Stay informed with free updates
Simply sign up to the UK financial regulation myFT Digest — delivered directly to your inbox.
The UK accounting watchdog has dropped most of its proposed changes to the corporate governance code, in a move it says protects UK “competitiveness”.
The Financial Reporting Council’s chief executive Richard Moriarty said on Tuesday he would abandon “over half” of the 18 changes the regulator had proposed in a consultation in May.
He said the decision reflected the FRC’s role in “supporting UK economic growth and competitiveness”. He added that the watchdog was “conscious” of a wider debate about business reporting requirements and burdens across the economy.
The changes to the FRC’s plans are the latest in a series of delays and rowbacks in a years-long process to overhaul corporate governance rules following a series of high-profile corporate failures, including the collapse of government contractor Carillion, retailer BHS and café chain Patisserie Valerie.
Moriarty said the FRC would drop proposals to give audit committees additional responsibilities relating to reporting on environmental, social and governance issues.
It will also scrap changes to diversity reporting and proposals that would have required audit committee chairs to regularly engage with large shareholders.
Michael Izza, chief executive of the ICAEW accountants’ professional body, said: “Carillion’s collapse almost six years ago marked a watershed moment for UK audit and corporate governance, but it appears that the government’s promise of comprehensive reform will remain unfulfilled due to a lack of political will.”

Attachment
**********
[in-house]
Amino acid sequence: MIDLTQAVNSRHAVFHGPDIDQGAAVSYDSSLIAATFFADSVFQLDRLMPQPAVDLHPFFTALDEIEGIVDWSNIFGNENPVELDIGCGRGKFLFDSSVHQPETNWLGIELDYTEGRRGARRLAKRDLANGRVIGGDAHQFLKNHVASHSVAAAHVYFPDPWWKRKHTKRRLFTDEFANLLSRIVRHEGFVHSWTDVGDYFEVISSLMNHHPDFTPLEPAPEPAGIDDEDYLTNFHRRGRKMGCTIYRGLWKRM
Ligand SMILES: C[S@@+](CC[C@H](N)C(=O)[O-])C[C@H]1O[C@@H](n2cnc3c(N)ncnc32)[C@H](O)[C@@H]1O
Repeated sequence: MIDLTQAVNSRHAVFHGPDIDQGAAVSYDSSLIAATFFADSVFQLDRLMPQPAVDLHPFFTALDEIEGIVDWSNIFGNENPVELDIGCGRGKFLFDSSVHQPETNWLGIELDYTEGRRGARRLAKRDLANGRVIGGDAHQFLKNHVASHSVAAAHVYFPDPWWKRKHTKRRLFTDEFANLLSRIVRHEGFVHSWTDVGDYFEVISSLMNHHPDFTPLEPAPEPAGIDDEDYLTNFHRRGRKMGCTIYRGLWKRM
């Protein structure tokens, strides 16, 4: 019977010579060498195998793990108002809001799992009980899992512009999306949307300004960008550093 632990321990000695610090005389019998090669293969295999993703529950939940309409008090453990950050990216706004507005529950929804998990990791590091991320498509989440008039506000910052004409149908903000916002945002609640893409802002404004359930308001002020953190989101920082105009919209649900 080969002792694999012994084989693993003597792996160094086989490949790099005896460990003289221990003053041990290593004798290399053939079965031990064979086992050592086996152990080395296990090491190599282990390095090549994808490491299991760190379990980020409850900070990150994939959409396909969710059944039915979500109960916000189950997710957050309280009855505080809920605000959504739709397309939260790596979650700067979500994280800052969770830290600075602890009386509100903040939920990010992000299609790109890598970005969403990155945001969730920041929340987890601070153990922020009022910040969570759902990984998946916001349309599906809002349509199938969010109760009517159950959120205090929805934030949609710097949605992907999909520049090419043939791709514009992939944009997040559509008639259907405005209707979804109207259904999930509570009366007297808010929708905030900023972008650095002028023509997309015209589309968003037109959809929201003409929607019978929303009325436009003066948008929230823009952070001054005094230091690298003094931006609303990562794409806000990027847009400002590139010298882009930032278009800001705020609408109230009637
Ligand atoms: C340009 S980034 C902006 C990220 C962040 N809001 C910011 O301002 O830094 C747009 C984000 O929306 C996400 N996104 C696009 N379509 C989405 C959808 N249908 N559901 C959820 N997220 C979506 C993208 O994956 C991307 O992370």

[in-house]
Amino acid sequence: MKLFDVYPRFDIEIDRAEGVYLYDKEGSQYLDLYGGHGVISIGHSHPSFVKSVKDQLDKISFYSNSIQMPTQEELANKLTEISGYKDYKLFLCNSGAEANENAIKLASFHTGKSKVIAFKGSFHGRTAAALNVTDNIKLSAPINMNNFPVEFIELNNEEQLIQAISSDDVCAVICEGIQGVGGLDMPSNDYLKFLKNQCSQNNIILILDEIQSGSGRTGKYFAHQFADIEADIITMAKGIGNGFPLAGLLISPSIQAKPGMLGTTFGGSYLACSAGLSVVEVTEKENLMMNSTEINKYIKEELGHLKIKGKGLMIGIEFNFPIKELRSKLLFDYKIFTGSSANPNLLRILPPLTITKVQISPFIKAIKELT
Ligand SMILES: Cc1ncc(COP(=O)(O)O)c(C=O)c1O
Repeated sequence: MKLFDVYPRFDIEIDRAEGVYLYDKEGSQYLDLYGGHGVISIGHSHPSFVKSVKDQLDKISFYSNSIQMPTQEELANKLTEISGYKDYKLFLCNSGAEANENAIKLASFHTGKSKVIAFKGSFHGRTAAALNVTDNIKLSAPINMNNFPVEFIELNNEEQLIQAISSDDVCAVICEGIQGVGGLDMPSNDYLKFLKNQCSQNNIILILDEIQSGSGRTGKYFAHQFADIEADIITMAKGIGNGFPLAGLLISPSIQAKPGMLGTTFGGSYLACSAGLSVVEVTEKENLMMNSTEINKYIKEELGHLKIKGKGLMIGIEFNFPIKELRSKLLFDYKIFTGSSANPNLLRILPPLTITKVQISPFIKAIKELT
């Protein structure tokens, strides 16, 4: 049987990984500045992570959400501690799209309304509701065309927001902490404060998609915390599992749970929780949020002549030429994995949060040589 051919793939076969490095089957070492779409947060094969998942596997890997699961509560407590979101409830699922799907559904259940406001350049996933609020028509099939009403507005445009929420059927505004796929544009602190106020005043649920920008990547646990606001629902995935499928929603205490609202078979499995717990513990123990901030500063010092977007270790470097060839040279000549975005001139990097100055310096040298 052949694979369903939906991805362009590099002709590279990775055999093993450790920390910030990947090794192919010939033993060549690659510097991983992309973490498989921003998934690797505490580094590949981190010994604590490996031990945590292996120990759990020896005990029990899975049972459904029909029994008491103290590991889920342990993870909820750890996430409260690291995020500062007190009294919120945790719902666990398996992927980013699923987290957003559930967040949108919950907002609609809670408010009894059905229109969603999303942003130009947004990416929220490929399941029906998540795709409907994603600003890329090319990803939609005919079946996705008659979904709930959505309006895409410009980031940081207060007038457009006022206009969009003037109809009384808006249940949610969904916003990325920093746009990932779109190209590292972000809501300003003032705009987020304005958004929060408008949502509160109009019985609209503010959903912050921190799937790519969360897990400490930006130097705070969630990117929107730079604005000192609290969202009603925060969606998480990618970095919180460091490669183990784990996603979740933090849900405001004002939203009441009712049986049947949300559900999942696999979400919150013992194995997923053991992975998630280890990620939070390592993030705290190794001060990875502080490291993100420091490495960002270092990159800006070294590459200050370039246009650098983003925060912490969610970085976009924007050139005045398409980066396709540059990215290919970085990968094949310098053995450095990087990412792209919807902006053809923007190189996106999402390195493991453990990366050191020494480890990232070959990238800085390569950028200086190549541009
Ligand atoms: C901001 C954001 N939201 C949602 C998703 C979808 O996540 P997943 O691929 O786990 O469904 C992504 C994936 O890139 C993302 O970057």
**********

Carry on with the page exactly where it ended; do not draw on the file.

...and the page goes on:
The FRC said some of the proposals were being dropped as a result of business secretary Kemi Badenoch’s decision last month to shelve legislation that would have tightened corporate governance rules for large companies.
The government has depicted Badenoch’s decision as part of a drive “to reduce the burden of red tape”. The move followed lobbying by the financial services industry over the cost of new corporate reporting rules. Such rules would have included a requirement for large companies to publish annual statements explaining how they ensure their resilience over the short, medium and long term.
Ministers have also delayed separate, primary legislation to create a new, more powerful accounting and boardroom regulator by omitting it from the King’s Speech on Tuesday, which laid out the government’s legislative agenda for the next year.
The FRC said it would publish an updated version of the corporate governance code in January 2024.
The updated code would still include new requirements for companies to report on their internal controls but would be part of a “more targeted and proportionate” package of reforms, the regulator said.
The FRC added that the implementation of the new rules on internal controls would be delayed and would ensure “the UK approach clearly differentiates from the much more intrusive approach adopted in the US”. The code applies only to companies with a premium listing on the London Stock Exchange and companies can ignore its requirements as long as they explain why.
Moriarty said respondents to the FRC’s consultation had warned that guidance issued under the corporate governance code could have “unintended effects” on businesses and investors in the UK.
He added: “The FRC will continue to utilise its current regulatory toolkit to support UK businesses to thrive, balancing the FRC’s public interest remit while promoting UK corporate growth and competitiveness in global capital markets.”